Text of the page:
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Thursday, April 2, 2009

Poppies and Freeways

The other day I was driving home from a meeting in a town over an hour away and I had to take a bunch of freeways I wasn’t used to driving. I listen to the traffic news a lot so I’m familiar with the numbers and the names but not always sure which name goes with which number. In Los Angeles the freeways have names, like The Golden State, or The San Bernadino. The newscasters also refer to specific areas on the freeways, like the Orange Crush, and the East L.A. Interchange. I don’t always know where these places are because I don’t drive them.

Another point about the freeway system is that my “Eastern” friends, i.e.; anyone past Nevada, are always making fun of us Californians for saying “the” before a freeway number. Well, I discovered there is a reason for that, and I quote from Grant Geyer’s article in “American Speech.” 

“In about 1941, just before the completion of the first of the famous freeways, intercity traffic came into Los Angeles on the north-south axis on U.S. 99, U.S. 101, or California Route 1.... Before the freeways were built, locals generally preferred the old, time-honored street or road names instead of numbers in conversation. So for ‘U.S. 99’ they said San Fernando Road because the highway followed that particular named street, as far as the distant end of “town.” Likewise, ‘U.S. 101’ was Ventura Boulevard and ‘Route 1’ was Pacific Coast Highway....Route 1 or Route 101 was not used in town.
When the federal interstate system grew up, the southern California area got its share of funding and road numbers.... However, for the first 20 years of the interstate system, no one used the numerical designations.... The interstate routes around Los Angeles were called the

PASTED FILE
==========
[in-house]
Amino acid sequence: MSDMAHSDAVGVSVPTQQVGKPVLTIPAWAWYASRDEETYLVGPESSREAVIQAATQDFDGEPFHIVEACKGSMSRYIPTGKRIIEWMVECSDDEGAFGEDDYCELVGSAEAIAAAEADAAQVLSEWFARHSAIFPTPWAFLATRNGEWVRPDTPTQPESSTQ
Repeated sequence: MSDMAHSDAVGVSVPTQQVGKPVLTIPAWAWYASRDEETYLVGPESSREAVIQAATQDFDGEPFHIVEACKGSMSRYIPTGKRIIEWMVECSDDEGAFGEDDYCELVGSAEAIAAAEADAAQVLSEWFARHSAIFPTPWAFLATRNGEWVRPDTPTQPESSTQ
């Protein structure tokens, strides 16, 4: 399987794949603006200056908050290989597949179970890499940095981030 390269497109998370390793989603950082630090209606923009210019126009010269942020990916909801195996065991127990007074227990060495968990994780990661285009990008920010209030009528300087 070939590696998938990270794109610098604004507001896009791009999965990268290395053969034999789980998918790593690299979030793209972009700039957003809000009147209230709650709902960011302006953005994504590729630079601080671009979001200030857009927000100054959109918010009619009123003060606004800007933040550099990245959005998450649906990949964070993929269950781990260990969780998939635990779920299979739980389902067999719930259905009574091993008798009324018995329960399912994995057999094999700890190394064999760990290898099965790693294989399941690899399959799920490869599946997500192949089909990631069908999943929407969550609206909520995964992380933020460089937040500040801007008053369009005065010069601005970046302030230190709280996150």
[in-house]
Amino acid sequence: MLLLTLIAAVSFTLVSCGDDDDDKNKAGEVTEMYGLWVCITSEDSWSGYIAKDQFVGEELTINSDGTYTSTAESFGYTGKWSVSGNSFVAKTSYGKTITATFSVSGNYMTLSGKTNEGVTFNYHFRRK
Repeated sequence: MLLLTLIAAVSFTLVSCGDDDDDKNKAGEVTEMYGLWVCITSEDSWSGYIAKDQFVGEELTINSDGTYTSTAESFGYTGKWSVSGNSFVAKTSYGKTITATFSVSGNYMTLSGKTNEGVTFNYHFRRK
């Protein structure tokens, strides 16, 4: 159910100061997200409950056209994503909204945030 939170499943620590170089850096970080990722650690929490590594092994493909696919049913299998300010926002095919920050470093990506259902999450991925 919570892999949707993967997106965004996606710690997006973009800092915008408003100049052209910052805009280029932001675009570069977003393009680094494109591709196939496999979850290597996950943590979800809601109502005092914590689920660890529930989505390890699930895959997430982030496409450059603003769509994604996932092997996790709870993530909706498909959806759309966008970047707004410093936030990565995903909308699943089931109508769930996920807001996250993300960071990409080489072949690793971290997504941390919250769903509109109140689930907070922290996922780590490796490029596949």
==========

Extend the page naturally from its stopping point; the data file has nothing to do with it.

Ventura Freeway, the Hollywood Freeway, the Santa Ana Freeway, the Golden State Freeway, the San Bernardino Freeway, the Pasadena Freeway, the Glendale Freeway, the San Diego Freeway, the Santa Monica Freeway, the Harbor Freeway, the Riverside Freeway, and the Long Beach Freeway.

....The strange-sounding usage of the plus number, as in the 118, was the natural result of an amazing proliferation of new, minor interstate cutovers, extensions, and bypasses that began about 1975.... [It] was even more pronounced when new major Los Angeles interstates sprang up without having any precursors and without being extensions of earlier, nonnumerical freeways. The first one I remember in this category was the 605 Freeway.” (“The” Freeway in Southern California, by Grant Geyer, American Speech, Summer 2001)

So, fancy that, a legitimate reason for our “funny” way of referring to the freeway system.

Along my drive I had to take “the” 10 West to “the” 57 North and right there at this colossal interchange (not the East L.A. interchange) there were wild poppies growing along the side of the road. It was beautiful! I was surprised by the cluster of nature that created a small haven of beauty on an urban freeway. It pleased me. Maybe I was already happy from having had a wonderful day and evening by myself (sans children and spouse) with little demands, or maybe it really was just an appreciation for an enigma among spoils.


Poppies, by the way, are one of my most favorite flowers. Maybe a true Californian at heart, but mostly their presence in late winter and early spring in the desert where I live signals new life and color in an otherwise drab environment. Unfortunately when the blooms disappear they look like messy weeds and their roots like pale carrots. While they bloom along roadsides, on the hillsides, and yes, apparently even along freeway interchanges, I am awestruck at their cheerfulness.